I am the author of the newly released novel LIVING PROOF, which centers around the issue of embryonic stem cell research in the year 2027, when destroying an embryo has become first-degree murder.
The story is about a young doctor who has a thriving medical career – and a huge secret – and a government investigator who finds himself caught between human life, a scientific breakthrough and the law.
As readers of this blog will be interested to know, the science in the book is technically accurate. I toured the stem cell labs at the University of California-Irvine and got a crash course from a couple of scientists, so I could paint a true picture of the nitty-gritty details. While I do take the field’s advancements one step further than in reality, the theories are correct.
Part of what drew me to this topic was my fascination with the tricky intersection of where the law meets science. Throw religion into the mix, and you’ve got a recipe for conflict, ripe to explore in fiction.
As readers who are familiar with this hot-button topic know, the law is constantly changing. Threats to the research’s legality constantly undermine its cutting-edge progress, as scientists sometimes don’t know whether their grants will remain intact, or even if their own states will shut them down. A case in point is Oklahoma, which is moving closer to becoming the first state in the country to pass a personhood bill that bans the destruction of embryos for research. Also, just last week, the state Senate of Virginia tabled a similar amendment, which would have had devastating effects for science in that state. From a news article dated Feb. 23, 2012:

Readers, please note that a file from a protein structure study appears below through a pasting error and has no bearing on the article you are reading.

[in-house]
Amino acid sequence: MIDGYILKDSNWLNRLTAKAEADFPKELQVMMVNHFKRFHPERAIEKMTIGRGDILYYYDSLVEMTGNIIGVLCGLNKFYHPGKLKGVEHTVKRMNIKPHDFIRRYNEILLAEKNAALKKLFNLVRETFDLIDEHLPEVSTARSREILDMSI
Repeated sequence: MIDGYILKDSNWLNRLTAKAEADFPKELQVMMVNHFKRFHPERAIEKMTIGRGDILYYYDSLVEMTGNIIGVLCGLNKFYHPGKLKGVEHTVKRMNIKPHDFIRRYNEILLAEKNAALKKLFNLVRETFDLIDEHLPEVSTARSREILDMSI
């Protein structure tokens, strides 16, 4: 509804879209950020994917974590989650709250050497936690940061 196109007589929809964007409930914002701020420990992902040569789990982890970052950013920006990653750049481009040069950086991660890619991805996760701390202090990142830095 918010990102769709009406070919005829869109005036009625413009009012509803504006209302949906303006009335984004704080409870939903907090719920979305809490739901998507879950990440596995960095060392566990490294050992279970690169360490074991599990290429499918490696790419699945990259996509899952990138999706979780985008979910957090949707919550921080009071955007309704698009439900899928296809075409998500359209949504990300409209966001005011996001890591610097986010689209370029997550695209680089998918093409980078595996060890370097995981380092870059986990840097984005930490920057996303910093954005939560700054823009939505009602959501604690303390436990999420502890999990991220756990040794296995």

In this twisted new world, Virginia researchers deriving embryonic stem cells from donated embryos might be charged with capital crimes, even murder. Couples donating embryos to research might be designated as accessories to these crimes. Microscopic embryos, consisting of a few cells in lab dishes or frozen in IVF clinics might be designated as wards of the state and by mandate have legal guardians appointed on their behalf.
I hate to say that this is exactly the case in the near-future society of LIVING PROOF; when I envisioned the world of the book, I imagined it was at least fifteen years off, but now it seems scarily prophetic. At the same time that these legal challenges are being mounted, the field is experiencing a major moment of excitement. Just about six weeks ago, on January 24th, researchers at UCLA announced that retinal cells derived from embryonic stem cells have helped restore vision to two legally blind women. It is the first breakthrough of its kind, and a testament to the very real power of this research to transform our lives—a power I sought to make real in LIVING PROOF.
The book is a thriller that’s meant first and foremost as entertainment, with characters who carry life-and-death secrets, risk dangerous betrayals, and embark on forbidden love. But it’s a thinking person’s thriller, as one critic has called it. I hope readers will agree that it’s a thought-provoking journey through one of the defining cultural debates of our time.